Optoma CinemaX P2 4K Laser Projector Review
CinemaX P2 Short-Throw Projector
AUD $5,699 RRP
Home cinema has certainly seen its share of discarded trends, but the push for ultra-short throw 4K laser projectors – such as the Optoma CinemaX P2 tested here – is one we can get behind. They can throw huge images while sat just an inch or two from your wall, barely compromising your interior design as well as costing much less than TVs with comparable viewing areas. What’s not to like?
The CinemaX P2 delivers a picture up to 120 inches across, and while the projector's footprint is relatively large, it's not unattractive. Being a short-throw projector means its light retains more intensity, and its 3,000 lumen laser-based lighting system has a stated 30,000 hour lifespan. This helps to make the Optoma much more watchable than standard home cinema projectors, where ambient light can cause issues. You can also turn laser-based projectors off and on almost instantaneously, without the tedious warm up or warm down wait – important when looking to replace a TV in a day-to-day environment. The final bonus is that the laser's performance only degrades a little over its impressive lifespan.
The CinemaX P2's DLP projection system promises a contrast ratio of 2,000,000:1, plus a large proportion of the DCI-P3 digital cinema colour range. It can play 4K but isn’t a native 4K projector, as you’d expect at this modest price. Instead, Texas Instruments' ‘double flashing’ system is employed, which is the most convincing and compelling ‘pseudo 4K’ projector technology around to my eyes.
As a projector muscling in on TV's domain, the glossy white CinemaX P2 sports a 2.0 channel audio system built into its rear edge, hidden behind the tasteful, room-facing grey felt cover. It also comes equipped with a series of ‘smart’ features. Tapping the Optoma Connect icon on the home screen for the first time activates a video introduction to two of the main ones.
Firstly, InfoWall lets you use the Optoma Connect smartphone app to set up a personalised ‘wake up’ screen on the projector, giving you such goodies as the day’s weather forecast, breaking news, or your schedule for the day ahead. Secondly, Voice Assistant leverages any Google Home or Amazon Alexa devices you may have, to enable you to issue basic verbal instructions to the projector such as “switch to game mode”, “change input to…”, “increase volume” and so on. The jury is still out regarding voice control, and the CinemaX P2’s beautifully made backlit remote control isn’t especially intuitive to use. It’s also very easy to lose in a darkened room.
The CinemaX P2 boasts video streaming apps including Netflix and Amazon Prime Video, but none of the current versions seem to support 4K or HDR. While Spotify, Rakuten, Hulu, Tidal and BBC News are supported, the whole thing is disorganised. I'd recommend that you factor in the cost of an external smart device, such as an Amazon Fire TV Stick 4K, or an Apple TV and ignore the onboard apps. In contrast, the useful TapCast lets you wirelessly mirror the screen of Android, iOS, Windows and macOS devices on the projector, and cast documents, images or videos. Also handy is the projector’s support for playing multimedia files from USB sticks.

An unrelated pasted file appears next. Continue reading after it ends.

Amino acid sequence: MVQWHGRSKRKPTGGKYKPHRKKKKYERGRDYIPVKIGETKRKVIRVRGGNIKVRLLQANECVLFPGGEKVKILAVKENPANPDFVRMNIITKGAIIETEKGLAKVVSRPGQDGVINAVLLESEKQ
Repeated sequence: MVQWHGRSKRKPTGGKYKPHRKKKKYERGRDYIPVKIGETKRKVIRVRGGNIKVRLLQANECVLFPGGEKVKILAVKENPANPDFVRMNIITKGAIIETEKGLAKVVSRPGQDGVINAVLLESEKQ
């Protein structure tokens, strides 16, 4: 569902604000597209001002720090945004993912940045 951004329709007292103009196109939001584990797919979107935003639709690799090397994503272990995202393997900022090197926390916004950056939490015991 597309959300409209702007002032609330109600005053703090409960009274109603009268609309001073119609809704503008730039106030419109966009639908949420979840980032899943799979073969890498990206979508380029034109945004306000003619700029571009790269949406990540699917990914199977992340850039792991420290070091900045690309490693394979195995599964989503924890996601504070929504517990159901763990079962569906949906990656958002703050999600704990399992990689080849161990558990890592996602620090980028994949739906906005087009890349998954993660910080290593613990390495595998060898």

Connection options are impressive with three HDMIs sockets, with two supporting 4K HDR at 60Hz, HDMI 2.0 and one 1.4a option. If opting not to use Wi-Fi, there’s an Ethernet port to hardwire network the projector. Rounding things up are optical digital and 3.5mm audio outputs, and a 1.5A USB port you can use to power HDMI dongles such as Amazon Fire TV sticks.
Some TVs support the latest variable refresh rates, 4K at 120Hz, automatic low input lag mode switching gaming features introduced by the Xbox Series X and PS5 consoles, and Nvidia RTX 30 GPUs. Currently no projectors do however, and this could have been a game-changing feature for the CinemaX P2. That said, the projector's Game setting does cut the image production time from 120ms to 57.7ms. It also supports the HDR10 and HLG formats although the latter is currently limited to USB playback, meaning you can’t enjoy HDR from your Sky Q receiver via HDMI. I'm told that Optoma is hoping to develop a software fix for this. Finally, the CinemaX P2 will play 3D, but you will need to provide your own compatible 3D glasses.
Given that neither zoom nor focus are issues for ultra-short throw projectors, set up should be simple. Unfortunately, this isn't the case. Ironically, the CinemaX P2’s attempts to simplify installation actually emphasise the complexities involved. It ships, uniquely from my experience, with a pair of guide strips and a laser point alignment tool to help you position the projector and screen correctly in relation to each other. There's even SmartFIT app support, a calibration tool that uses photos of projector images to correct the geometry. In practice, I found it more trouble than it was worth, and opted for a manual set up instead.
With manual install, your main friend (and foe) will be the Geometric Correction screen that has you move the image’s edges in and out and up and down at eight different points on a large grid. It’s ultimately effective and precise once you understand it, albeit time-consuming. Recall that Game setting? Even if you have that picture preset selected, you still have to choose a separate Game setting to achieve the 57.7ms input lag figure mentioned earlier. Bizarrely, this setting jettisons all the geometry adjustments you’ve spent time tweaking, resulting in having to game on the same misshapen image you started with!
Thankfully, switching back out of Game mode for TV and movie viewing sees your adjustments return. So, gamers note – set up the projector physically to produce as geometrically accurate an image as possible, without using the Geometry Correction feature.
While we’re on the subject of the Game mode, on a couple of occasions it caused the image to glitch, overlaying two slightly different frames on top of each other. Toggling between another preset and back seems to resolve this. Another oddity is that Game mode defaults to the projector’s Film gamma preset, which leaves the picture looking very dark and muted. This, along with reducing the brightness to -9, feels counterintuitive to gamers' needs.
As you would expect of any serious projector, the CinemaX P2 can be calibrated to ISF standards. Additionally, there are welcome features like a decent Pure Motion processor that removes excessive judder that works cleanly if you stick to its lowest ‘1’ power setting, and audio delay adjustments for the internal speakers and digital output. There’s also the useful option of turning the image off when using the projector's built-in speakers for music.